Study identifies risk factors for foreign bodies left in children after surgery, outcomes

Nov 15, 2010

Few children leave surgery with a foreign body left inside them, but such events appear most likely to occur during gynecologic operations, according to a report in the November issue of Archives of Surgery, one of the JAMA/Archives journals. This surgical error was associated with longer hospital stays and increased costs, but not with an increased risk of death.

The Institute of Medicine identified as a significant contributor to costs, illness and death in a report issued in 1999, according to background information in the article. In response, the Agency for Healthcare Research and Quality (AHRQ) developed a set of Indicators designed to identify adverse events in the inpatient setting. Researchers soon questioned whether these indicators were relevant to the pediatric population. In 2006, AHRQ developed a second set of indicators specifically for children, the Pediatric Quality Indicators.

When linked to hospital administrative databases, these indicators can identify patient safety and other errors that occur in children. Melissa Camp, M.D., M.P.H., and colleagues at Johns Hopkins Children's Center, Baltimore, used this type of linkage to analyze data on 1.9 million hospitalized children from two databases between 1988 and 2005. Of these, 413 children (0.02 percent) were found to have foreign bodies left during a procedure. These patients were matched to three controls each, for a total of 1,227 controls.

Compared with all other types of procedures—including ear, nose, throat, heart and chest, orthopedic and spine surgeries—gynecology surgical procedures had the highest likelihood of having a foreign body left during a procedure. Average length of hospital stay was increased for children experiencing this complication compared with controls (seven days vs. three days) and total hospital charges were also higher ($89,415 vs. $40,503).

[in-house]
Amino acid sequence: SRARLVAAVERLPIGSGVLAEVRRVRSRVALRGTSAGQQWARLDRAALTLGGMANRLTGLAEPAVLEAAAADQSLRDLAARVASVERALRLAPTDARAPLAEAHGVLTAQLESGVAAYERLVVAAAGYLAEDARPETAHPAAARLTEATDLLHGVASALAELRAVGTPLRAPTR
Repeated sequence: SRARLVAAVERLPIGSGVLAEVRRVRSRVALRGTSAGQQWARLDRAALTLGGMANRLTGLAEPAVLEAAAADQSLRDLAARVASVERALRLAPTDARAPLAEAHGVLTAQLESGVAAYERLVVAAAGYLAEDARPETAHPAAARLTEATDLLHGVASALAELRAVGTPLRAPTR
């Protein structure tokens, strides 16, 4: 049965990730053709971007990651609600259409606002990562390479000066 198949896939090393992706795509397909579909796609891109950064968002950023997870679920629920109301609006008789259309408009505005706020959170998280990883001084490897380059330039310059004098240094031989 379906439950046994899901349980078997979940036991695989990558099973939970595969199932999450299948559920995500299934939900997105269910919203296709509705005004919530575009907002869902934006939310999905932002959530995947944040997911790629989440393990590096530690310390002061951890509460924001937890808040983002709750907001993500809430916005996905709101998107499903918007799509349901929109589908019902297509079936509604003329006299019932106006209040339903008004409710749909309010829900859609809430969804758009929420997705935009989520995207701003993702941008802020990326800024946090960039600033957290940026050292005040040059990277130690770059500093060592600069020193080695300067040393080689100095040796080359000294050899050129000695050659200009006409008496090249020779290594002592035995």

Of the 17 patients who had a foreign body left during a gynecologic procedure, 15 had ovarian cyst or cancer-related procedures, one had a cesarean section and one had a procedure for pelvic adhesions (internal scars).

Additional studies should more clearly identify specific procedures associated with leaving foreign bodies in children, the authors note. "This will have implications for providers performing these procedures, because awareness of a higher risk could prompt the need for greater attention to prevent the occurrence of an adverse event," the authors conclude. "Moreover, the results of this analysis are relevant to the ongoing and evolving process of implementing standardized national outcomes measures for pediatric surgical operations."

Explore further: Majority of primary care physicians find that medical imaging improves patient care

More information: Arch Surg. 2010;145[11]:1085-1090

add to favorites email to friend print save as pdf

Related Stories

Airway obstructions uncommon but deadly in children

Apr 19, 2010

Cases of foreign bodies obstructing the airways of young children occur infrequently, but the death rate from such events is high, according to a report in the April issue of Archives of Otolaryngology-Head & Neck Surgery.

Recommended for you

Is head CT overused in emergency departments?

20 hours ago

Less than 7.1% of patients presenting to the emergency department with dizziness and 6.4% complaining of syncope or near-syncope benefited from head CT say researchers at Kaiser Foundation Hospital in Honolulu. The use of ...

Medical radiation may be reduced to one-sixth

23 hours ago

One of this century's most significant mathematical discoveries may reduce the number of measuring points to one-sixth of the present level. This means reduced exposure to radiation and faster medical imaging ...

The 'fifth taste,' umami, could be beneficial for health

Jan 25, 2015

The umami taste could have an important and beneficial role in health, according to research published in the open access journal Flavour. The journal's special series of articles 'The Science of Taste' also finds that ' ...

User comments : 0

Please sign in to add a comment. Registration is free, and takes less than a minute. Read more

Click here to reset your password.
Sign in to get notified via email when new comments are made.